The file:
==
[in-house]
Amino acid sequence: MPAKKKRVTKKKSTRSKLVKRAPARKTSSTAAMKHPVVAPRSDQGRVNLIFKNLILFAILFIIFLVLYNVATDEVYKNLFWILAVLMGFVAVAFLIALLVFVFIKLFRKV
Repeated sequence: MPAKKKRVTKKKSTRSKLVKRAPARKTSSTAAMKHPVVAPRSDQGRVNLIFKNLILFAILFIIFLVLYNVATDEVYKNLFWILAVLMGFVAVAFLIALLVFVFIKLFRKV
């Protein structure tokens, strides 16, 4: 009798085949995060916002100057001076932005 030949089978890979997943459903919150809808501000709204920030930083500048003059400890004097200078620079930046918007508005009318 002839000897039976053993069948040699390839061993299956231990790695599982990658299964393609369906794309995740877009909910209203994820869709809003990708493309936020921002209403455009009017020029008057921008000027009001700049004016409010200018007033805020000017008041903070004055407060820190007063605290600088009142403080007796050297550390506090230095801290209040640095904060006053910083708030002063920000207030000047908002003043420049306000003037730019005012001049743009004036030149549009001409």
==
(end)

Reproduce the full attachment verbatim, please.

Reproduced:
[in-house]
Amino acid sequence: MPAKKKRVTKKKSTRSKLVKRAPARKTSSTAAMKHPVVAPRSDQGRVNLIFKNLILFAILFIIFLVLYNVATDEVYKNLFWILAVLMGFVAVAFLIALLVFVFIKLFRKV
Repeated sequence: MPAKKKRVTKKKSTRSKLVKRAPARKTSSTAAMKHPVVAPRSDQGRVNLIFKNLILFAILFIIFLVLYNVATDEVYKNLFWILAVLMGFVAVAFLIALLVFVFIKLFRKV
């Protein structure tokens, strides 16, 4: 009798085949995060916002100057001076932005 030949089978890979997943459903919150809808501000709204920030930083500048003059400890004097200078620079930046918007508005009318 002839000897039976053993069948040699390839061993299956231990790695599982990658299964393609369906794309995740877009909910209203994820869709809003990708493309936020921002209403455009009017020029008057921008000027009001700049004016409010200018007033805020000017008041903070004055407060820190007063605290600088009142403080007796050297550390506090230095801290209040640095904060006053910083708030002063920000207030000047908002003043420049306000003037730019005012001049743009004036030149549009001409």